Friday, October 18, 2019

Saudi Defense vulnerability against low flying objects

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Saudi Defense vulnerability against low flying objects

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Zain Zubair
Zain Zubair
Zain Zubair is a staff writer for World News Observer. He is studying ACCA in Pakistan. Besides Accountancy and writing pieces, he loves cooking and nature photography. Zain has attended various modern journalism workshops. Contact: [email protected]

The Saudis were simply not prepared for such attacks? They have state-of-the-art fighter jets, but the Saudi defense systems are outdated. Also in Abqaiq American Patriot rockets were stationed, as satellite images suggest as classic cars. The American military scientist Michael Duitsman called the air defense in Abqaiq “formidable – at least to the standards of 1995”.

Saudi Arabia has invested hundreds of billions of dollars in its armor. No population in the world has so many weapons per capita. How can it be that the Saudis were still completely defenseless against the recent attack on their oil rigs?

At a press conference on Wednesday, Saudi colonel Turki bin Saleh al-Malki found it difficult to hide his anger: “We save our nation, we save our country. If you think we’ve failed, well, we’re very proud of our defense”. That could hardly deceive the Saudi military’s embarrassment.

This time not only a single tanker was attacked, but the heart of the Saudi oil industry: The refinery in Abqaiq is the largest of its kind. Seven million barrels are processed here every day, that is more than five percent of the world supply.

Who! Mastered the attack is still not clear. The Houthi rebels in Yemen claim the deed for themselves, but it is hard to imagine that they are capable of such sophisticated air strikes. From Washington and Riyadh it was said that the attacks were flown from the north and not from the south, where Yemen is located. The US Secretary of State therefore immediately accused Iran. And also in Riyadh, everything was pointing to the Iranian Revolutionary Guards.

Regardless of where the missiles came from and whether Iran really ordered them – for Saudi Arabia, asymmetric war is actually nothing new. After all, in Yemen, the kingdom did not settle for a conventional army but for rebels.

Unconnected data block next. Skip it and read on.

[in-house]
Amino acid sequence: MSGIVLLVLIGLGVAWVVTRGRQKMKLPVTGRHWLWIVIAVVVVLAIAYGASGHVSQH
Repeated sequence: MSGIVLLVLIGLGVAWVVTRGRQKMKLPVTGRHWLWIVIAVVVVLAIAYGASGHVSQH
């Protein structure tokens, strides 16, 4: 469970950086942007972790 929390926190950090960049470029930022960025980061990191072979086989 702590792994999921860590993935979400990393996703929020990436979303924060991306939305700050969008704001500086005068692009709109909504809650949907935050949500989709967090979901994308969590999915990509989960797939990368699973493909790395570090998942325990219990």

Houthis have repeatedly inflicted severe defeats on the Saudis through their guerrilla tactics. In June, for example, Yemeni cruise missiles hit Saudi Arabia’s Abha airport. Despite the latest equipment, the kingdom has not managed to win the war for four years, which Crown Prince Salman himself instigated.

Since this spring sabotage attacks on pipelines and oil tankers are added. The Iranian regime has repeatedly increased the pressure on the oil industry of its Arab neighbors since it buried the hope of a return to the nuclear deal. Iranian President Rouhani recently threatened that the other Gulf states should no longer export oil if Iran were prevented from doing so.

In August, American scientists at the Center for Strategic and International Studies warned against an attack on the Abqaiq plant, which was particularly vulnerable to their storage tanks and compressor trains.

It followed – nothing. The Saudi colonel on Wednesday referred to the many ballistic missiles that Saudi Defense has so far successfully intercepted. But that’s exactly the problem: against such attacks, the Saudis may be able to defend themselves, but not against low-flying drones and cruise missiles without predictable trajectory. They literally stay under the radar. Only when they appear above the horizon, they become visible – but then it is usually already too late to react.

Even state-of-the-art weapons are useless if there is a lack of know-how. In Yemen, Riyadh relies on American support. But sometimes even Americans can not help. For example, the New York Times in 2016, citing the US State Department, reported that Saudi soldiers were unable to locate Houthi rebels who had invaded Saudi territory – even though the Americans gave them the positions.

For Saudi Arabia, this is embarrassing, but also holds a chance: Riyadh can now play the role of victim, regain confidence and to upgrade Saudi Defense system.

Read also: Adel al-Jubeir: Saudi Arabia takes appropriate action against Iran

Zain Zubair
Zain Zubair
Zain Zubair is a staff writer for World News Observer. He is studying ACCA in Pakistan. Besides Accountancy and writing pieces, he loves cooking and nature photography. Zain has attended various modern journalism workshops. Contact: [email protected]

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